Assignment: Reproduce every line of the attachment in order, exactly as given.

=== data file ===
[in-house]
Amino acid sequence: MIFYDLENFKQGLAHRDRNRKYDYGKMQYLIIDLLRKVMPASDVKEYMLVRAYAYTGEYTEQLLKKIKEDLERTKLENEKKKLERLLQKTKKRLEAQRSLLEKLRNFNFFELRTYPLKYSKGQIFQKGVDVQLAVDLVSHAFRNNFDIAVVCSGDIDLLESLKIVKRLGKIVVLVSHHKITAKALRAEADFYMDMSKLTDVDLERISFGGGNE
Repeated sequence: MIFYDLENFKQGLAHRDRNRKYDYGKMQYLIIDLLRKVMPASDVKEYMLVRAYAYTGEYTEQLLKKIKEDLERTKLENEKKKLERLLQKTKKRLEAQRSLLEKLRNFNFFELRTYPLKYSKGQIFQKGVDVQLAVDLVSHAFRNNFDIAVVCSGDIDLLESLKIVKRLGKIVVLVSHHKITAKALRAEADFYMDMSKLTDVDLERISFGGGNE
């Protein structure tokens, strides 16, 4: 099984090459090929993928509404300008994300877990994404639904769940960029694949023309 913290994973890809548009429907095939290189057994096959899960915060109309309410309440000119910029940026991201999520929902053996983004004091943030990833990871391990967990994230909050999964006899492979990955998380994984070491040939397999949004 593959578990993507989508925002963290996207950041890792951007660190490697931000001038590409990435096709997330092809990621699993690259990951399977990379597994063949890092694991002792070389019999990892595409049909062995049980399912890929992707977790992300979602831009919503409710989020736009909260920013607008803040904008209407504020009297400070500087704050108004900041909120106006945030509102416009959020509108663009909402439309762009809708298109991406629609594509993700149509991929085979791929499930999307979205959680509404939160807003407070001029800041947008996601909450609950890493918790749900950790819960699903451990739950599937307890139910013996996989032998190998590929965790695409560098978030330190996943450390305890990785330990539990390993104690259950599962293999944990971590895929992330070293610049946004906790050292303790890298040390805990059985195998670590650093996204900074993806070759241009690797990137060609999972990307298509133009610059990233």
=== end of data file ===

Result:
[in-house]
Amino acid sequence: MIFYDLENFKQGLAHRDRNRKYDYGKMQYLIIDLLRKVMPASDVKEYMLVRAYAYTGEYTEQLLKKIKEDLERTKLENEKKKLERLLQKTKKRLEAQRSLLEKLRNFNFFELRTYPLKYSKGQIFQKGVDVQLAVDLVSHAFRNNFDIAVVCSGDIDLLESLKIVKRLGKIVVLVSHHKITAKALRAEADFYMDMSKLTDVDLERISFGGGNE
Repeated sequence: MIFYDLENFKQGLAHRDRNRKYDYGKMQYLIIDLLRKVMPASDVKEYMLVRAYAYTGEYTEQLLKKIKEDLERTKLENEKKKLERLLQKTKKRLEAQRSLLEKLRNFNFFELRTYPLKYSKGQIFQKGVDVQLAVDLVSHAFRNNFDIAVVCSGDIDLLESLKIVKRLGKIVVLVSHHKITAKALRAEADFYMDMSKLTDVDLERISFGGGNE
């Protein structure tokens, strides 16, 4: 099984090459090929993928509404300008994300877990994404639904769940960029694949023309 913290994973890809548009429907095939290189057994096959899960915060109309309410309440000119910029940026991201999520929902053996983004004091943030990833990871391990967990994230909050999964006899492979990955998380994984070491040939397999949004 593959578990993507989508925002963290996207950041890792951007660190490697931000001038590409990435096709997330092809990621699993690259990951399977990379597994063949890092694991002792070389019999990892595409049909062995049980399912890929992707977790992300979602831009919503409710989020736009909260920013607008803040904008209407504020009297400070500087704050108004900041909120106006945030509102416009959020509108663009909402439309762009809708298109991406629609594509993700149509991929085979791929499930999307979205959680509404939160807003407070001029800041947008996601909450609950890493918790749900950790819960699903451990739950599937307890139910013996996989032998190998590929965790695409560098978030330190996943450390305890990785330990539990390993104690259950599962293999944990971590895929992330070293610049946004906790050292303790890298040390805990059985195998670590650093996204900074993806070759241009690797990137060609999972990307298509133009610059990233």